‘When your enemy is in the process of destroying himself,” Napoleon famously advised, “stay out of his way.” That wisdom ought to be applied to the media campaign being waged by the Islamic State, which has thought it good marketing to tighten its hold on parts of Syria and Iraq by advertising its most distressing misdeeds.
Take, for example, the photograph (it’s graphic) published on the front page of Monday’s Australian showing a seven-year-old boy hoisting by the hair a severed head. The now-viral photo reportedly originated on the Twitter feed of the boy’s father, Khaled Sharrouf, a Sydney jihadist fighting with the Islamic State, with the caption, “Thats [sic] my boy!” The head belonged to a Syrian soldier; it now belongs to the citizens of Raqqa in north-central Syria where the Islamic State displays dead Syrian soldiers on the sidewalks, perching their heads atop their bodies or mounting them on poles.
The precedent is not Robert Capa; it’s 3-Babiez. Albeit with variations, the Islamic State is perfecting what might be called the “terror selfie”: a quick click that, like Mexican-cartel propaganda, aims to frighten the audience, but also to flatter the photographer. Flaunting unlikely threats (“We will raise the flag of Allah in the White House”) and trophies (heads and torsos), the Islamic State’s self-made media is its way of flashing its gang signs over the bodies of its victims.
The chest-thumping vanity of the jihadists’ propaganda does not detract from its horrors. But recognizing exactly what these photographs are should make it obvious what to do with the gruesome images: Run them. The images occasioned by wartime often entail sticky questions of justice and patriotism and politics. Adams’s photograph of a South Vietnamese general executing a Viet Cong prisoner, for example, devastated the Vietnam War cause, a possibility New York Times editors recognized when they ran the picture (to offset its effect, they printed it beside a photograph of a child killed by the Viet Cong; the latter picture is, alas, long forgotten).
Academics and Internet trolls can argue that ISIS jihadists are products of American interference in the Middle East, the radicalized fringe of postcolonial oppression, etc., but the image of a father publicly celebrating his child lifting up a severed head makes the barbarism unmistakable. These are bad people doing bad things for bad reasons. We might disagree about how best to fight this enemy, but publishing the Islamic State’s laudatory photographs of horrifying exploits will make it impossible to disagree that this is an enemy worth fighting.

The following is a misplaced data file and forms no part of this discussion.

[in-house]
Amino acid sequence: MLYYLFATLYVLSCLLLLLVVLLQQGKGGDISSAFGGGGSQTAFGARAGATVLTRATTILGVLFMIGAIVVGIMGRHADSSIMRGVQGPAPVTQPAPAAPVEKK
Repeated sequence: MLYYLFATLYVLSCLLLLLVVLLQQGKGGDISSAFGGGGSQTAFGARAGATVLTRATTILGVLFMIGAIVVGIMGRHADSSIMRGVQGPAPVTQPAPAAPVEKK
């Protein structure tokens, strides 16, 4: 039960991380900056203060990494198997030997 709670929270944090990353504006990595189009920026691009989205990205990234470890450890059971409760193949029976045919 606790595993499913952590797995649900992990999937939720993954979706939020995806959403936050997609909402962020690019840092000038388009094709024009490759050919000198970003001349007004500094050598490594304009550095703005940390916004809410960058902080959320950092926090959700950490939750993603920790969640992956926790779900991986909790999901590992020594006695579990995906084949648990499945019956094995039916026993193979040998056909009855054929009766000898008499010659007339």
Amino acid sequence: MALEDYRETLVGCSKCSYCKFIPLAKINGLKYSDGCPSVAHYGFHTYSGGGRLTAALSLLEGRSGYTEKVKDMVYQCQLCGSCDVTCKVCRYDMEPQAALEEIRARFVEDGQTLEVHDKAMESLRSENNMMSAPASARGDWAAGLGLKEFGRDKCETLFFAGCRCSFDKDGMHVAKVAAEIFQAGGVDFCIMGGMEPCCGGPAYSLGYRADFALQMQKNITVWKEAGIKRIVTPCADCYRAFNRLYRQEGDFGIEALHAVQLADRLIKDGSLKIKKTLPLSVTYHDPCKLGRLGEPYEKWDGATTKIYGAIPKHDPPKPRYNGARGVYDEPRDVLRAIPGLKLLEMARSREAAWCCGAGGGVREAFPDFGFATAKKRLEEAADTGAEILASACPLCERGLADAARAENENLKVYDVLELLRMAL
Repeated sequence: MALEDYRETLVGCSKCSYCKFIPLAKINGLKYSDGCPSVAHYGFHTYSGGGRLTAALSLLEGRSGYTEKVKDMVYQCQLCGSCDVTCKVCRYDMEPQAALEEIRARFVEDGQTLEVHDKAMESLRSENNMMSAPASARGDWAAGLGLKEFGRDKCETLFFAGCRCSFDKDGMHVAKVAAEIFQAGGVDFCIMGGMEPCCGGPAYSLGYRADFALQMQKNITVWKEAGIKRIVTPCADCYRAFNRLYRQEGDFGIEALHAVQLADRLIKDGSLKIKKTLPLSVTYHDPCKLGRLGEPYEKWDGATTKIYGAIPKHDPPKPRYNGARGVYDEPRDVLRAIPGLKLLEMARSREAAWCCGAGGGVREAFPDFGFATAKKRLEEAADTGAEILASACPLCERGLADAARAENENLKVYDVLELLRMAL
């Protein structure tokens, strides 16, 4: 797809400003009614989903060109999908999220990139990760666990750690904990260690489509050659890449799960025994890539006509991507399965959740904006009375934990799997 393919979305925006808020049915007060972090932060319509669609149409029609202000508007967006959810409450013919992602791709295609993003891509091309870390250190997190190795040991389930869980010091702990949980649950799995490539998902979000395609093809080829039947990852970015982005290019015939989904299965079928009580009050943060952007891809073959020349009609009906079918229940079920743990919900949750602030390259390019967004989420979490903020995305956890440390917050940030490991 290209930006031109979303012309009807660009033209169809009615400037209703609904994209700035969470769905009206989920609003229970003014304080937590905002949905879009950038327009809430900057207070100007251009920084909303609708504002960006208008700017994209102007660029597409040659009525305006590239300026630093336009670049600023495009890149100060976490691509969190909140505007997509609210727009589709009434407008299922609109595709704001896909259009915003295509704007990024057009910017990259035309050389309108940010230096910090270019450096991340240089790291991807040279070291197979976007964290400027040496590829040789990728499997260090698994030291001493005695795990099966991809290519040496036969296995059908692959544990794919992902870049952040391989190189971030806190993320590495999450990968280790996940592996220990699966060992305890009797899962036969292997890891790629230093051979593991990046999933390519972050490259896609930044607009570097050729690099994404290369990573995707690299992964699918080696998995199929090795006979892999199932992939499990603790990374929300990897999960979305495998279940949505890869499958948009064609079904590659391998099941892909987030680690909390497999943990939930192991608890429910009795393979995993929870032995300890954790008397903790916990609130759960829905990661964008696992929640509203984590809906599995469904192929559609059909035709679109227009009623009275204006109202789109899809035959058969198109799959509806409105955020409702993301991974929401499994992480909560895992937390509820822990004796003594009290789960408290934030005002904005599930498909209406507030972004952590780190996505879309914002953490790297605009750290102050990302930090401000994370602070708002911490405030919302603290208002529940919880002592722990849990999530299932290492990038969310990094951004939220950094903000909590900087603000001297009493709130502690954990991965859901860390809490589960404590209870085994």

At present, while these pictures are not difficult to find, one does have to go looking for them. Both major and minor outlets regularly decline to publish them, and those that do (the U.K.’s Daily Mail, for instance) print them heavily redacted or pixelated. CNN has posted a few unmodified images, and Vice News’s five-part film on ISIS does not shield viewers from the carnage. A blog here and there has published uncensored images (again, graphic content). But these exceptions prove the rule.
There is, of course, a question of taste — but taste ought not to be a barrier to exposing the truth of a situation, particularly a truth as obvious as this. Family-friendly news outlets that choose not to publish graphic content themselves ought to link (with suitable warnings) to those that do. The Islamic State’s cause is only aided by those who decline to expose its worst abuses, even for good reasons.
For his American listeners who would never find themselves in Germany, Edward R. Murrow, in a famous radio broadcast, described to them what he had witnessed on a post-liberation visit to the Nazi concentration camp at Buchenwald. “If I have offended you by this rather mild account of Buchenwald,” he added at the end, “I am not in the least sorry.”
For exposing today’s would-be genocidaires, we ought not to be sorry, either.
— Ian Tuttle is a William F. Buckley Fellow at the National Review Institute.